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The Strathprints institutional repository is a digital archive of University of Strathclyde's Open Access research outputs. Strathprints provides access to thousands of Open Access research papers by University of Strathclyde researchers, including by researchers from the Department of Computer & Information Sciences involved in mathematically structured programming, similarity and metric search, computer security, software systems, combinatronics and digital health.

The Department also includes the iSchool Research Group, which performs leading research into socio-technical phenomena and topics such as information retrieval and information seeking behaviour.


Determining the essential characetristics of Six Sigma Black Belts

Antony, Jiju (2007) Determining the essential characetristics of Six Sigma Black Belts. TQM Magazine, 19 (3). pp. 274-281. ISSN 0954-478X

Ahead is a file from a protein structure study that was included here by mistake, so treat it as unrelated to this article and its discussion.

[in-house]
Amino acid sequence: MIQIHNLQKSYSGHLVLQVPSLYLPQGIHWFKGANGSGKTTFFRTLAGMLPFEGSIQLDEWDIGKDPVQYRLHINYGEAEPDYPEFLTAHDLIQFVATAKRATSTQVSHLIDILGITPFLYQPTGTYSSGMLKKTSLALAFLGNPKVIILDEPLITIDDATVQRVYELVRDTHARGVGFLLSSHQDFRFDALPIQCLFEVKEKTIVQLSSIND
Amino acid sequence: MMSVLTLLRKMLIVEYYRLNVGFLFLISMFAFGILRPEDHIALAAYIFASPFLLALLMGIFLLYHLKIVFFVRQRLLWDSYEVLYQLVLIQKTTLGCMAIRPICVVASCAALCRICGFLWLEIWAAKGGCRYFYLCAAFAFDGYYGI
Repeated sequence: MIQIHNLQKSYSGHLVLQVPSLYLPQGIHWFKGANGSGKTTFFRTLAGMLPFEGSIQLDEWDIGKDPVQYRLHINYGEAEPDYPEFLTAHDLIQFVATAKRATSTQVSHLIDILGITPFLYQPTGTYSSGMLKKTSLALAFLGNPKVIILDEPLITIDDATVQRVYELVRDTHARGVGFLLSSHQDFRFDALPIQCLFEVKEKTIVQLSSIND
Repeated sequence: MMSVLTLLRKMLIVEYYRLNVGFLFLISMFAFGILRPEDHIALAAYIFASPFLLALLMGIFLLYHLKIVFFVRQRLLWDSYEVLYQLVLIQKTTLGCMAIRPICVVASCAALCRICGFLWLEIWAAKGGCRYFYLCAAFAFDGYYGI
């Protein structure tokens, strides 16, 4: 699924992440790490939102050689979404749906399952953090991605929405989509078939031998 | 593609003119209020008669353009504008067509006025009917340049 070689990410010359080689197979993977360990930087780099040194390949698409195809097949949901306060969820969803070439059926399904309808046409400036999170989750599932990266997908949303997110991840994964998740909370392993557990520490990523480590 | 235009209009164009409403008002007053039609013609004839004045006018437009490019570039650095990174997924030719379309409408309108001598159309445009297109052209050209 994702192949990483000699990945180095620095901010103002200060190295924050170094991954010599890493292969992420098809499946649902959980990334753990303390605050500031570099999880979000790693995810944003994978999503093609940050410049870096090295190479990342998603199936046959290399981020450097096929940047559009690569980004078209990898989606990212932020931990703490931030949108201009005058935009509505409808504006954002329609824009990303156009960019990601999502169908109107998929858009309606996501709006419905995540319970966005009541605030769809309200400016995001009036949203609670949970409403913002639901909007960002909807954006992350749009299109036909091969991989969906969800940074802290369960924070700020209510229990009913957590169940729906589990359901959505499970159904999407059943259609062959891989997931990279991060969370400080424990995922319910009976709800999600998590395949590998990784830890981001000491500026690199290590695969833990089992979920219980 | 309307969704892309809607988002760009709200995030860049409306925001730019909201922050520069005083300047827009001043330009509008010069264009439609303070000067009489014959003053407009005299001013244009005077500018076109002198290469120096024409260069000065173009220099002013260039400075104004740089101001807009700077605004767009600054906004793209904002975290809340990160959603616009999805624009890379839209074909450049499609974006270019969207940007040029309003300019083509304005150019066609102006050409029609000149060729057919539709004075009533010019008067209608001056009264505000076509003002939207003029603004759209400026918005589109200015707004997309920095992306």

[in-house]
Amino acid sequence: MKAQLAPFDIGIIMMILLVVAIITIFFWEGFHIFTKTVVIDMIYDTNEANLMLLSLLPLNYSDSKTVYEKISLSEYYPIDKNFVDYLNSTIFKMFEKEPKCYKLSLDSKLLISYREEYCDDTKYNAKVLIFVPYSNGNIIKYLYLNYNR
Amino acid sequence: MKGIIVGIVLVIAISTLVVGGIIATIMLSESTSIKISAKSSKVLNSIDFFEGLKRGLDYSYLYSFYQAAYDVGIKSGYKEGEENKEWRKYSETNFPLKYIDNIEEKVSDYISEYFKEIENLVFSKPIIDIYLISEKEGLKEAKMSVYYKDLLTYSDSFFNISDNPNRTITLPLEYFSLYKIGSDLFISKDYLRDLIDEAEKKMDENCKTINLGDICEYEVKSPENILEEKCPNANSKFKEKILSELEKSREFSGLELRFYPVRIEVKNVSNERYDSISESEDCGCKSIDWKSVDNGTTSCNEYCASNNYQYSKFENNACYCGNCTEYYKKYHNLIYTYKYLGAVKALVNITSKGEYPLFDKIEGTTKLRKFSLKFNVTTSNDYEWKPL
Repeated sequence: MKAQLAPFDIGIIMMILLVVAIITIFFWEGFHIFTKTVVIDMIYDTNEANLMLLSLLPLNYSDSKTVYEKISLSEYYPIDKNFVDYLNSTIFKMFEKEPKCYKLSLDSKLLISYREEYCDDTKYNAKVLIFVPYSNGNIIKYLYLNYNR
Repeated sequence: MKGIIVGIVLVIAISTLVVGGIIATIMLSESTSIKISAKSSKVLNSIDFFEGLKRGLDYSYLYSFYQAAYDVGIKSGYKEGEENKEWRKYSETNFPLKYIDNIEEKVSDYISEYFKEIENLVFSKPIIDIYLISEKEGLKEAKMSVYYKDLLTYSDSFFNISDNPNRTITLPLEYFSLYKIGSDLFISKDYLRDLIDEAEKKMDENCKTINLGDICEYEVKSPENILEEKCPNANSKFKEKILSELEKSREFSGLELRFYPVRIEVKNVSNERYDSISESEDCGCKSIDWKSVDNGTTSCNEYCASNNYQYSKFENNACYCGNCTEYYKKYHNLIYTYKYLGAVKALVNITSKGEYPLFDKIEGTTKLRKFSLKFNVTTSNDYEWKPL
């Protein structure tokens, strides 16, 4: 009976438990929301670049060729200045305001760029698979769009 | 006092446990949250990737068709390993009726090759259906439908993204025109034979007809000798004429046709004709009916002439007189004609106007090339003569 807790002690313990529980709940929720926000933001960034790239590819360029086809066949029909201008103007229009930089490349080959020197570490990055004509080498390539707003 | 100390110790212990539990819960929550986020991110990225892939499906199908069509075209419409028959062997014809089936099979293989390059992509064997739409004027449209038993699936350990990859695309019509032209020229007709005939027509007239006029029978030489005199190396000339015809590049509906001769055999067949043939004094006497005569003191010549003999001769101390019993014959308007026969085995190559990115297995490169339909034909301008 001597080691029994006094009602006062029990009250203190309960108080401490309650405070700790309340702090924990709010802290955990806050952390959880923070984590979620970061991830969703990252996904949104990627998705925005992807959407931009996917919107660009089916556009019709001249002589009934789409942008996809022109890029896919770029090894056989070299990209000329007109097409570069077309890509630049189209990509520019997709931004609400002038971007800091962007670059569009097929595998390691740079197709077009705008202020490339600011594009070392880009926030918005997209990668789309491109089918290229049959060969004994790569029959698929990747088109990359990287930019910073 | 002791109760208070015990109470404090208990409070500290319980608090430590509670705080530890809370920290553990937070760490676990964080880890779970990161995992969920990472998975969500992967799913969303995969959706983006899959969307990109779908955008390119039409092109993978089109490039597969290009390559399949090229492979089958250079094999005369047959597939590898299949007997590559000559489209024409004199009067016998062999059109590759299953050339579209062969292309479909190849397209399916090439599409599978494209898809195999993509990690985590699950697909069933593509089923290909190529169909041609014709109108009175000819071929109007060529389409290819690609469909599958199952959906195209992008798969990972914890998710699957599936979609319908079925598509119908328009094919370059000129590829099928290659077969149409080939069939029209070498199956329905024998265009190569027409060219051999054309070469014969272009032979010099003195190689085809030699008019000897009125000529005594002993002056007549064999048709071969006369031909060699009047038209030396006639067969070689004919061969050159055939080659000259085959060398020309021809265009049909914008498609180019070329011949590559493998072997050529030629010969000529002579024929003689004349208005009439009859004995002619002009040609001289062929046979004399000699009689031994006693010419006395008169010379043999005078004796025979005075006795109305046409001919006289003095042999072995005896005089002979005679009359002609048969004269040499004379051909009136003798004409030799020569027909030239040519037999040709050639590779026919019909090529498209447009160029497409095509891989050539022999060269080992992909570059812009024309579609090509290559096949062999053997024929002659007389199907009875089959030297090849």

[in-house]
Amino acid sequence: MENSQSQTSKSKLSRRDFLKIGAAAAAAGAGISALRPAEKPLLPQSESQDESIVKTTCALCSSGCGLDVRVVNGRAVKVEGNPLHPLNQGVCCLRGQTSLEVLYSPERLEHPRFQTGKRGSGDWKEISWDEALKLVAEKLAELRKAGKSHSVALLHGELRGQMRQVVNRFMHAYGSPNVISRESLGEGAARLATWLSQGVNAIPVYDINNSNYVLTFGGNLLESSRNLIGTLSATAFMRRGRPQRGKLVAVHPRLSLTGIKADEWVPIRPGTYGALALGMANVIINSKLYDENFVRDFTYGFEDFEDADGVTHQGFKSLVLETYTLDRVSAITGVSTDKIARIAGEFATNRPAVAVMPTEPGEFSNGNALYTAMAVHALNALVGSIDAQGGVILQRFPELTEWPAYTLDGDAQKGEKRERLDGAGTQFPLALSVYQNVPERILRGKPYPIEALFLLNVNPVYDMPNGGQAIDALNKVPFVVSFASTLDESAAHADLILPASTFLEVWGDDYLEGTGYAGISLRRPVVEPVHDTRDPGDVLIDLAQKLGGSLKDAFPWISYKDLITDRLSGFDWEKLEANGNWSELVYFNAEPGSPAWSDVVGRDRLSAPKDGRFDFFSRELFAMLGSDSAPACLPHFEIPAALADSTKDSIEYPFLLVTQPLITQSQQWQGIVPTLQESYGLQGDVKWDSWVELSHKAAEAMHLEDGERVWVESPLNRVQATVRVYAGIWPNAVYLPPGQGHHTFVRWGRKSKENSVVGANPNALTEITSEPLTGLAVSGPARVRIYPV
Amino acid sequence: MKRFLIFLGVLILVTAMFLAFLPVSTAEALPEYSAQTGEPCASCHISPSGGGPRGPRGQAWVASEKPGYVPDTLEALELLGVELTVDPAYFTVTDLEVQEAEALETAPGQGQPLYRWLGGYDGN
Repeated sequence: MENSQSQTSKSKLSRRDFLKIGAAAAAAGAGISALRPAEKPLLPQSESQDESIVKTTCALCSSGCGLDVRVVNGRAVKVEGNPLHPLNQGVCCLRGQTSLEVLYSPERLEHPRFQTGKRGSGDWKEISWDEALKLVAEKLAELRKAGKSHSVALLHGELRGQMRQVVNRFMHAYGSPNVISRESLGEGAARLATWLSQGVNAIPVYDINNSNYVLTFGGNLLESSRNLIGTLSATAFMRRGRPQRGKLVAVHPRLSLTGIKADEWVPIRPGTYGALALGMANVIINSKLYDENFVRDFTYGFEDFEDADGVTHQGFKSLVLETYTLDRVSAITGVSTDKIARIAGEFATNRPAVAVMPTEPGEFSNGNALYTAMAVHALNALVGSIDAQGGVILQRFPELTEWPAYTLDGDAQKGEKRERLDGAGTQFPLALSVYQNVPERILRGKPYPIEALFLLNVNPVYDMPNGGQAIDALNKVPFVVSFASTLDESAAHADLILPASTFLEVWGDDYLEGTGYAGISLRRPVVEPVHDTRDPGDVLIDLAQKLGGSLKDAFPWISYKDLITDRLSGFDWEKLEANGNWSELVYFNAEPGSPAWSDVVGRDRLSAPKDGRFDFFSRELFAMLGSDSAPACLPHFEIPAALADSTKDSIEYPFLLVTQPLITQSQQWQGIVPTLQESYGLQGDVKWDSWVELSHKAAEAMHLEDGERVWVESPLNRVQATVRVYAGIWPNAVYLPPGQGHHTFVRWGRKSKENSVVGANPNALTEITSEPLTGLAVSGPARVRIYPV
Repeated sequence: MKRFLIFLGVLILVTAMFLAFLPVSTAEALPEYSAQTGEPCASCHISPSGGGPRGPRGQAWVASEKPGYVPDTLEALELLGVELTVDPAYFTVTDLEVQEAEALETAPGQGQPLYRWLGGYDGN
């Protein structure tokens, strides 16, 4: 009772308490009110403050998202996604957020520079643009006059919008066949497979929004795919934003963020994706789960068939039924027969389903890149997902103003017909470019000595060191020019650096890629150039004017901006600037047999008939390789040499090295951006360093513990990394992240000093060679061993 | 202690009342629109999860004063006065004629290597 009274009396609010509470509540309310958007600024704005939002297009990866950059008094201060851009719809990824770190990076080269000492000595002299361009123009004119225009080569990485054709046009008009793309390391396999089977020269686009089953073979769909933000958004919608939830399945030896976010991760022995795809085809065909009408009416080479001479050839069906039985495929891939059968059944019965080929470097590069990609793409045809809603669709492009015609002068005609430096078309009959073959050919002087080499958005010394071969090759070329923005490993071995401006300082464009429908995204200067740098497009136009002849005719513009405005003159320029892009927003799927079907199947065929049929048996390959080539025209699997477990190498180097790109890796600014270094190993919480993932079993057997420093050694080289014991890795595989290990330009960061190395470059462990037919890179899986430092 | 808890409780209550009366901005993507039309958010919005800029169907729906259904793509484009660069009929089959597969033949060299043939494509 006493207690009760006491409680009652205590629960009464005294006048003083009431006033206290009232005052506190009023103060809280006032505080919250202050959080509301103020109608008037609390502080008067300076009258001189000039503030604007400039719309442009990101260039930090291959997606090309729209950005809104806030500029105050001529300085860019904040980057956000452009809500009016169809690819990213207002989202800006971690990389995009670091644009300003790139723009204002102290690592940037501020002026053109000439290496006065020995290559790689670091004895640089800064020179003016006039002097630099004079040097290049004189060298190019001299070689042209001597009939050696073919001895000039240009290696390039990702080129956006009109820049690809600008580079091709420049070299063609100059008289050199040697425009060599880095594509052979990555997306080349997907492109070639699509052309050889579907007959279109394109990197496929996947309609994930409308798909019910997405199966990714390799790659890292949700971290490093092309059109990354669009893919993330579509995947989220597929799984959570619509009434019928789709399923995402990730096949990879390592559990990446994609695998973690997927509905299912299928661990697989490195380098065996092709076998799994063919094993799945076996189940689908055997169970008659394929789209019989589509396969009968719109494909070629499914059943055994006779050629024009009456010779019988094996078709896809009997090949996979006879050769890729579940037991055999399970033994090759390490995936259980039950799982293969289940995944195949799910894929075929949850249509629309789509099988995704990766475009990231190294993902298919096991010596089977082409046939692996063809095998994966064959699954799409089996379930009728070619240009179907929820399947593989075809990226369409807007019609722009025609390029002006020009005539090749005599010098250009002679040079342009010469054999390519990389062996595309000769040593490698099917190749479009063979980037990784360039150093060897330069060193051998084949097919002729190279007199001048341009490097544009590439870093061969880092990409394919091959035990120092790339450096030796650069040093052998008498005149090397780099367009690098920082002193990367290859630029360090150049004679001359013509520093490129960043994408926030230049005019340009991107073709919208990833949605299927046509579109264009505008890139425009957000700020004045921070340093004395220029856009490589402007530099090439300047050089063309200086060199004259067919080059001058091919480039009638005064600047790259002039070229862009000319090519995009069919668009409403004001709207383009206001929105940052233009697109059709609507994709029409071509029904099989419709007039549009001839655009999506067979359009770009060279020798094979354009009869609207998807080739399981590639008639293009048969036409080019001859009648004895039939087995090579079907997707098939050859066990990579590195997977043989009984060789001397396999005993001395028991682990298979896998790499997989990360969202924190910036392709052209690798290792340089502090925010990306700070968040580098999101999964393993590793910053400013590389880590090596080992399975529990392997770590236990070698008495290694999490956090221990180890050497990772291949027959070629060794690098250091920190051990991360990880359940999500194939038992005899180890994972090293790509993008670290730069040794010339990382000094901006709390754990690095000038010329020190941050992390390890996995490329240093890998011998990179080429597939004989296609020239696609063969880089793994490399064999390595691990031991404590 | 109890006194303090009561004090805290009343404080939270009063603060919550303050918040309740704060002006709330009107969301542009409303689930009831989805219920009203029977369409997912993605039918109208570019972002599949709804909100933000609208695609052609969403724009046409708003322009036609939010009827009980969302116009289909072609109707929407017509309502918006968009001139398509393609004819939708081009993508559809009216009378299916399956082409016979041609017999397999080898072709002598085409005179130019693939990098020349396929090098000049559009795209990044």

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A Six Sigma Black Belt (SSBB) plays the role of a full-time team leader responsible for implementing process improvement projects using the Six Sigma methodology (Define-Measure-Analyse-Improve-Control) within the business to drive up customer satisfaction levels and business productivity. Black Belt projects are typically defined so that they can be completed in less than 6 months, and are generally focused on high-priority business issues and are targeted to add $175,000 to $250,000 to the bottom-line of organisations (Snee, 2004). A fully trained BB will be expected to deliver a minimum of $500,000 to well over $1,000,000 in direct cost savings to the bottom-line of an organisation per year (Harry and Schroeder, 2000). Moreover, a BB is expected to complete between 4 to 6 projects per annum depending on the scope of the project, complexity of the project and availability of data. The BB program of study focuses on an understanding of the Six Sigma philosophy, key principles and concepts, tactics, application of tools and techniques, project management skills, etc. So,why the martial arts terminology? The sole function of a BB is to focus on disciplined problem solving using the DMAIC (Define-Measure-Analyse-Improve-Control) methodology and a specific set of tools and techniques with speed (i.e. project completion in a short period of time). The purpose here is to defeat the enemy – variation in processes which lead to customer dissatisfaction (Brue and Howes, 2006).